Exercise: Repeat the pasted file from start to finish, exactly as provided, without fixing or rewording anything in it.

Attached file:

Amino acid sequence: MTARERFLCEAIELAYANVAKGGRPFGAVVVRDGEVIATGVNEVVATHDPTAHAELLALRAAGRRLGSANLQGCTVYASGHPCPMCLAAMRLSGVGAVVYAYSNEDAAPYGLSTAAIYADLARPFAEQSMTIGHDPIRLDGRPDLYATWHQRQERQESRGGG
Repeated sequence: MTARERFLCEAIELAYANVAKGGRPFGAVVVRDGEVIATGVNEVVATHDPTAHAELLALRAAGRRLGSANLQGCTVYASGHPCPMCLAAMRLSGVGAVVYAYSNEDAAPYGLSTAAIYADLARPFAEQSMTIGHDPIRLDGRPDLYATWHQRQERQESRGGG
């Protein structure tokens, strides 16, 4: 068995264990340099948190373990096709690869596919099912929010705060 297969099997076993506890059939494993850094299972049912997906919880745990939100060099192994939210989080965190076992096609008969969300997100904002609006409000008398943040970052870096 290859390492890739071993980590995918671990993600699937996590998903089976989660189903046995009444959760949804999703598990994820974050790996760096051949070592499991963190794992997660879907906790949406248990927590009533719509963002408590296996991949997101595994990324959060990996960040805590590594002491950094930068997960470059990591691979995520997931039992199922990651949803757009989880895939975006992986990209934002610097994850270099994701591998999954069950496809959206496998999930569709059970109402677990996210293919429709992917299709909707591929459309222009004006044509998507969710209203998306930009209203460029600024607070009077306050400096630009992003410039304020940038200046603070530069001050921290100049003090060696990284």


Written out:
Amino acid sequence: MTARERFLCEAIELAYANVAKGGRPFGAVVVRDGEVIATGVNEVVATHDPTAHAELLALRAAGRRLGSANLQGCTVYASGHPCPMCLAAMRLSGVGAVVYAYSNEDAAPYGLSTAAIYADLARPFAEQSMTIGHDPIRLDGRPDLYATWHQRQERQESRGGG
Repeated sequence: MTARERFLCEAIELAYANVAKGGRPFGAVVVRDGEVIATGVNEVVATHDPTAHAELLALRAAGRRLGSANLQGCTVYASGHPCPMCLAAMRLSGVGAVVYAYSNEDAAPYGLSTAAIYADLARPFAEQSMTIGHDPIRLDGRPDLYATWHQRQERQESRGGG
């Protein structure tokens, strides 16, 4: 068995264990340099948190373990096709690869596919099912929010705060 297969099997076993506890059939494993850094299972049912997906919880745990939100060099192994939210989080965190076992096609008969969300997100904002609006409000008398943040970052870096 290859390492890739071993980590995918671990993600699937996590998903089976989660189903046995009444959760949804999703598990994820974050790996760096051949070592499991963190794992997660879907906790949406248990927590009533719509963002408590296996991949997101595994990324959060990996960040805590590594002491950094930068997960470059990591691979995520997931039992199922990651949803757009989880895939975006992986990209934002610097994850270099994701591998999954069950496809959206496998999930569709059970109402677990996210293919429709992917299709909707591929459309222009004006044509998507969710209203998306930009209203460029600024607070009077306050400096630009992003410039304020940038200046603070530069001050921290100049003090060696990284």